Over the years, I keep coming back to the idea of security: what makes us feel safe? There are no plagues, famines or invading hordes rampaging into our homes (yes, there's AIDS and ISIS and the A-bomb, but for most of us lucky people, these are dangers we read/hear about, not endure personally). Yet we are anxious, insecure, afraid....why? And how do we cope?
Security Blanket 2009 (46"h x 26"w)
Many cultures have developed their own symbolic forms of protection. Even today, some people think a rabbit’s foot or a four-leaf clover will bring them luck. This ‘blanket’ is encrusted with every possible protective device, for maximum security:
It has mirrors, coins, buttons and bells to deflect the evil eye; heavily embroidered seams to keep evil from getting in; multiple patterns (in the belief that evil spirits would have to“read” each pattern before getting through); broken lines (because evil travels in straight lines); embroidered flowers and fruits, and cowrie shells, to enhancing fertility: religious medals, scapulars and rosaries to gain divine protection; amulets and pouches of magical charms.
In the British Museum in London, I saw a garment which was totally embellished in Arabic writing and symbols. In a pre-literate culture, the written word holds great power, and the markings were thought to protect the wearer.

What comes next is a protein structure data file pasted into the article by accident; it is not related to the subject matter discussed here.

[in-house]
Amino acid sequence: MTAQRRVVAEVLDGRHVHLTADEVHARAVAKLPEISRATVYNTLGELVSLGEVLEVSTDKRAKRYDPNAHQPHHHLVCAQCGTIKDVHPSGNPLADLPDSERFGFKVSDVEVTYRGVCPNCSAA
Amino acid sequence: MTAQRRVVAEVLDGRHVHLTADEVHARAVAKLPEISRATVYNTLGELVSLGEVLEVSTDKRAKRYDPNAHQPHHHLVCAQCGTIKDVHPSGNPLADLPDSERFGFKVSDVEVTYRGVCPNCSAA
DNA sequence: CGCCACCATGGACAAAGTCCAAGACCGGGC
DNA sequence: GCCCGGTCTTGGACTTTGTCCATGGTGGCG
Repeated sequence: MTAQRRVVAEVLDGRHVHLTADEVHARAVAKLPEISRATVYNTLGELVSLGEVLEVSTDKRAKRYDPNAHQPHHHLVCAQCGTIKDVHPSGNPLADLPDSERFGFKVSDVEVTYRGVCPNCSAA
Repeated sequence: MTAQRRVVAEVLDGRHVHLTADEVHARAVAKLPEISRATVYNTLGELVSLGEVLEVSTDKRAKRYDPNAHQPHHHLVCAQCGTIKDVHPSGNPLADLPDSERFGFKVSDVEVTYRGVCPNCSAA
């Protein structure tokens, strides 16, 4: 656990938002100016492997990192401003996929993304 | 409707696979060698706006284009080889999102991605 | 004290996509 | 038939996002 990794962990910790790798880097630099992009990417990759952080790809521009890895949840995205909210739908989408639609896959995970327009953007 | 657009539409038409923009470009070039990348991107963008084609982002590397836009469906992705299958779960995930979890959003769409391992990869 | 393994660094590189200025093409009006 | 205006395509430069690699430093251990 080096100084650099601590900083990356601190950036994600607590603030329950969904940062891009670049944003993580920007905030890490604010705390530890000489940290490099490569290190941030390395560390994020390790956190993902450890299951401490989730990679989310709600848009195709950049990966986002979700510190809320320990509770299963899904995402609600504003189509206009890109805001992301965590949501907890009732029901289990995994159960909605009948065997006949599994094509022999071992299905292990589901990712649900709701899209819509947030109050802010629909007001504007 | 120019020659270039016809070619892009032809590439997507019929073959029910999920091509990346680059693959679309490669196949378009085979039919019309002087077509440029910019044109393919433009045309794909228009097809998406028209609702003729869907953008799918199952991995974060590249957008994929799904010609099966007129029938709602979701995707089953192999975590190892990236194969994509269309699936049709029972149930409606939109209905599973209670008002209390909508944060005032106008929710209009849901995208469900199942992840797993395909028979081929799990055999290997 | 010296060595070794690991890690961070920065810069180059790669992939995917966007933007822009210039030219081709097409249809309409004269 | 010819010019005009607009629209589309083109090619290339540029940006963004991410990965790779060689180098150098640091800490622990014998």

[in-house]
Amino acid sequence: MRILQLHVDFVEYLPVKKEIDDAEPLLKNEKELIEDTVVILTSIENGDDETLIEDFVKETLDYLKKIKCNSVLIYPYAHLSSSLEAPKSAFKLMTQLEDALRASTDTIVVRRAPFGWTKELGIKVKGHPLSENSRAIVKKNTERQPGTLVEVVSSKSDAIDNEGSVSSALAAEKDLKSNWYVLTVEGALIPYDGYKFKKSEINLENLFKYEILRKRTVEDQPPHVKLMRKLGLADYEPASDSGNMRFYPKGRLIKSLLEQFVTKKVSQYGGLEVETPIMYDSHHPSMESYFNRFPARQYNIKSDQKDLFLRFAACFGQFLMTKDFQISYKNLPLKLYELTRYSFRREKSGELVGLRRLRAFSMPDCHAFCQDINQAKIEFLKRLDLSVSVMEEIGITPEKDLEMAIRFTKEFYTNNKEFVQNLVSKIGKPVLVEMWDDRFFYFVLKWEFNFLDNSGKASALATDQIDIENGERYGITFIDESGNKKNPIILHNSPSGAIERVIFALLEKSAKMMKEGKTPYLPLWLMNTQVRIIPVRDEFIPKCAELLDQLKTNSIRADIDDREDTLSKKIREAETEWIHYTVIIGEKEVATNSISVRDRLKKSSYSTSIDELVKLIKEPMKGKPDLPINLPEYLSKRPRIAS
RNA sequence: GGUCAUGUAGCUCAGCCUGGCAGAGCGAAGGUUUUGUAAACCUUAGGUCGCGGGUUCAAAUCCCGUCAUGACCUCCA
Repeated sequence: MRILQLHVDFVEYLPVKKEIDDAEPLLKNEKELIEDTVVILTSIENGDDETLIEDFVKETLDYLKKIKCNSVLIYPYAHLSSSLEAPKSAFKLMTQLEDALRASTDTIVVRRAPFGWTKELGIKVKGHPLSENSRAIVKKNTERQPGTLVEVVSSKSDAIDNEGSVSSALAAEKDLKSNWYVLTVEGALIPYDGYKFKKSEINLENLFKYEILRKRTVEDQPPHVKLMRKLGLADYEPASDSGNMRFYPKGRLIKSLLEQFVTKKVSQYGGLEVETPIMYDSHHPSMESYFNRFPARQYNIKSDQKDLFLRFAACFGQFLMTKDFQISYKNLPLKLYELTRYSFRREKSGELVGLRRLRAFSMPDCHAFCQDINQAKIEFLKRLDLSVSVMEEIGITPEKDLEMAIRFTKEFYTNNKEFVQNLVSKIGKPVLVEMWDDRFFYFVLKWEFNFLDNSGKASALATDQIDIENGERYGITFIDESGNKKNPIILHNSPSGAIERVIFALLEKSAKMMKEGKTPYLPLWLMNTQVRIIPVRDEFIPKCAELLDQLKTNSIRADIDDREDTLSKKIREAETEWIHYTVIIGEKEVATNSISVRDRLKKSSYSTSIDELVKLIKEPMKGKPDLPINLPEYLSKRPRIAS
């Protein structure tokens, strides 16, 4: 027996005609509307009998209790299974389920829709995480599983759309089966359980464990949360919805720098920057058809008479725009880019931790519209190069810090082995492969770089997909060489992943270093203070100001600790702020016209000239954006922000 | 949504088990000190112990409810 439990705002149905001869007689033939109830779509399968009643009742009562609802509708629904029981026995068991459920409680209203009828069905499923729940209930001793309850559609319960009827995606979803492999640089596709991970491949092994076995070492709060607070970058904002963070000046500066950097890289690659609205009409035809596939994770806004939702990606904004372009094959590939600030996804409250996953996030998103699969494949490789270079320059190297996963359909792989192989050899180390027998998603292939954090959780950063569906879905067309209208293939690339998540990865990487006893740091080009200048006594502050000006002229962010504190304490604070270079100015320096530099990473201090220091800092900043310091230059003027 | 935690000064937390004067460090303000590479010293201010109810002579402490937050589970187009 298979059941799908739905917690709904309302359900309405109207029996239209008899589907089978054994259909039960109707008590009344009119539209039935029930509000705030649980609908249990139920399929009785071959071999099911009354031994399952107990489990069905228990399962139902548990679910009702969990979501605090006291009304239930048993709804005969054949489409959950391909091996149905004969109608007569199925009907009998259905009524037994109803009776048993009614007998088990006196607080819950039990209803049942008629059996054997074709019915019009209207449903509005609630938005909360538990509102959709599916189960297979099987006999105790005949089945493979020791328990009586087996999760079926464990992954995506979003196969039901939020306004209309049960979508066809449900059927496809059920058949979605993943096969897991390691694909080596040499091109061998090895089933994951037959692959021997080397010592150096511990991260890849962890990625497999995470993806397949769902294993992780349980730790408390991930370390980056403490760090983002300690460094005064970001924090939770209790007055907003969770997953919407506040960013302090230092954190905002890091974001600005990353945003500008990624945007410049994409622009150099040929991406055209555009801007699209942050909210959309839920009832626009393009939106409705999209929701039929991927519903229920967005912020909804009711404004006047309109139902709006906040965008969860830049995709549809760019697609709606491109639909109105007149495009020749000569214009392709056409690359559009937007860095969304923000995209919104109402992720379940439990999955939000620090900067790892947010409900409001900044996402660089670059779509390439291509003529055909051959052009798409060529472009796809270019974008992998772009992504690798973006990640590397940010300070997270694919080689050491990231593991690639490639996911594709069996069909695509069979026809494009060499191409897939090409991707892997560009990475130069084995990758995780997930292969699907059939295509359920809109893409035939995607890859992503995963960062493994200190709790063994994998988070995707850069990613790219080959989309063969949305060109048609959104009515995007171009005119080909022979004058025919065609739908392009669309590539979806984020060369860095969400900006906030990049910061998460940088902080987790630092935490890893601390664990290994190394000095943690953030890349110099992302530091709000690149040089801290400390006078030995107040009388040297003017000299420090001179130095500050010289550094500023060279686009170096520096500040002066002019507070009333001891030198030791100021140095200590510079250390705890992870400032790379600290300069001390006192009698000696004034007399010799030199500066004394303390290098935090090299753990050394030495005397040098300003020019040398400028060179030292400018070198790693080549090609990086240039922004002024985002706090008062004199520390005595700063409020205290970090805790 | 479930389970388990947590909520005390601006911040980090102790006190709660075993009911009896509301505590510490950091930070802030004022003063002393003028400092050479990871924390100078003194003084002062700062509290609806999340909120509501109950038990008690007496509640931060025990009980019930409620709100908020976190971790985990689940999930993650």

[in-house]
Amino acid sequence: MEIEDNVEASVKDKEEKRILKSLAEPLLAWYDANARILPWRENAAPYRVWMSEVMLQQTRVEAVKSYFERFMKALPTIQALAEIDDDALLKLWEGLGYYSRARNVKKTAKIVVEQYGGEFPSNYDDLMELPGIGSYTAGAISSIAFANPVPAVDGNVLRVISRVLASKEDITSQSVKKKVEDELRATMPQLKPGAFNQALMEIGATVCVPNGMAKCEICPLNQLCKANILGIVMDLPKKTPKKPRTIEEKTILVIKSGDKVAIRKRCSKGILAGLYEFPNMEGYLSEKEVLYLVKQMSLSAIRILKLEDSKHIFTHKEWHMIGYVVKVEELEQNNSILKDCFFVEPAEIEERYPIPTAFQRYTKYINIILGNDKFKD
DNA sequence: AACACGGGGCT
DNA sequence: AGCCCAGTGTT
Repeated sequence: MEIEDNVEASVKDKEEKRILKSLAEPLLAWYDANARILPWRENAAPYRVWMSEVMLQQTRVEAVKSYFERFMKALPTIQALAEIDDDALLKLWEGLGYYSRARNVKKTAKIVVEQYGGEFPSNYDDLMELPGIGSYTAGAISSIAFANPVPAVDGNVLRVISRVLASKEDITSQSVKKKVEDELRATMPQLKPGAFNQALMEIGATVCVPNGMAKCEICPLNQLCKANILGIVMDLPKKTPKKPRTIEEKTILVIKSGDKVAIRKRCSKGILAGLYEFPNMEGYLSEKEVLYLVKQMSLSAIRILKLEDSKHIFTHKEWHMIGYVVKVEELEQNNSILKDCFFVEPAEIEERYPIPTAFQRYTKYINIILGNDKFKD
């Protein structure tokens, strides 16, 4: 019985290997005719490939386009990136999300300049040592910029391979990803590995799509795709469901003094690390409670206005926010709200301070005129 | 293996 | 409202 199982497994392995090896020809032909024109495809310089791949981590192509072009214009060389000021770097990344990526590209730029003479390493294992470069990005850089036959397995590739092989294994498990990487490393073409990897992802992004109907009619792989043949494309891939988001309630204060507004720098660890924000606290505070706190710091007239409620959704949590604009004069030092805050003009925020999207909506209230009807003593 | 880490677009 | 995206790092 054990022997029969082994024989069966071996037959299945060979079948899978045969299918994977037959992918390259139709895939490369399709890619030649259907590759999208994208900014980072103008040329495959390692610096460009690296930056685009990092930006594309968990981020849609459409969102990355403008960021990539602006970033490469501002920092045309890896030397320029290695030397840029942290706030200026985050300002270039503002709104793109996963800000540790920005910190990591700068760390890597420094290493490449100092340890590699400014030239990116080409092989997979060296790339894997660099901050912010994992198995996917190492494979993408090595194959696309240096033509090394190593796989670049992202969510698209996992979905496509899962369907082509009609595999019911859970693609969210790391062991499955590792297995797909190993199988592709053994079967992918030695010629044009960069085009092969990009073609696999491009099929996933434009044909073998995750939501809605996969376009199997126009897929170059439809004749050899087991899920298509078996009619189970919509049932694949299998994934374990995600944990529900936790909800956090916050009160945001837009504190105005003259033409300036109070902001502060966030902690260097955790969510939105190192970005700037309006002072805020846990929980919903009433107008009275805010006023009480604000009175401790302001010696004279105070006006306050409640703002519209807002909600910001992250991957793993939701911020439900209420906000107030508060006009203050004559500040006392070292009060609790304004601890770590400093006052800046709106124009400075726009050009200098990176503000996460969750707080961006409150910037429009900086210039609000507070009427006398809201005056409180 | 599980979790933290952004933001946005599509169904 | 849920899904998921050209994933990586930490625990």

When my local library was switching over to digital information, I asked what they did with the old cards: they generously gave me thousands. After sorting the cards according to color and size, I machine sewed them into the two garments. With their stamps demonstrating such extensive reading, I imagined these garments to have great protective power.
In the pocket, a library card has the title, Talismanic Tunic, and an explanation. This colorful one is called Literacy Jacket, and they were both constructed around 2006.
African hunting jackets are embellished with magical items not merely to protect, but to aid the hunter in the quest.
(Treasure) Hunting Jacket (36"h x 27"w)
Inspired by one I saw at the NYC Tribal and Textile show one year, I created a jacket for hunting at garage sales. It has many small woolen pockets and replicas of antique sewing rollups (each containing some garage-sale treasure). The old tweed jacket (which I turned inside-out) came from a thrift shop. The jacket is encrusted with buttons, religious medals, keys, tools, and other objects found in years of gathering. One sleeve fold has a small African sculpture, wearing a hand sewn hunting jacket, to give tribute to the source.
I tried using another tweed jacket to address anxiety and fear, but it never quite came together: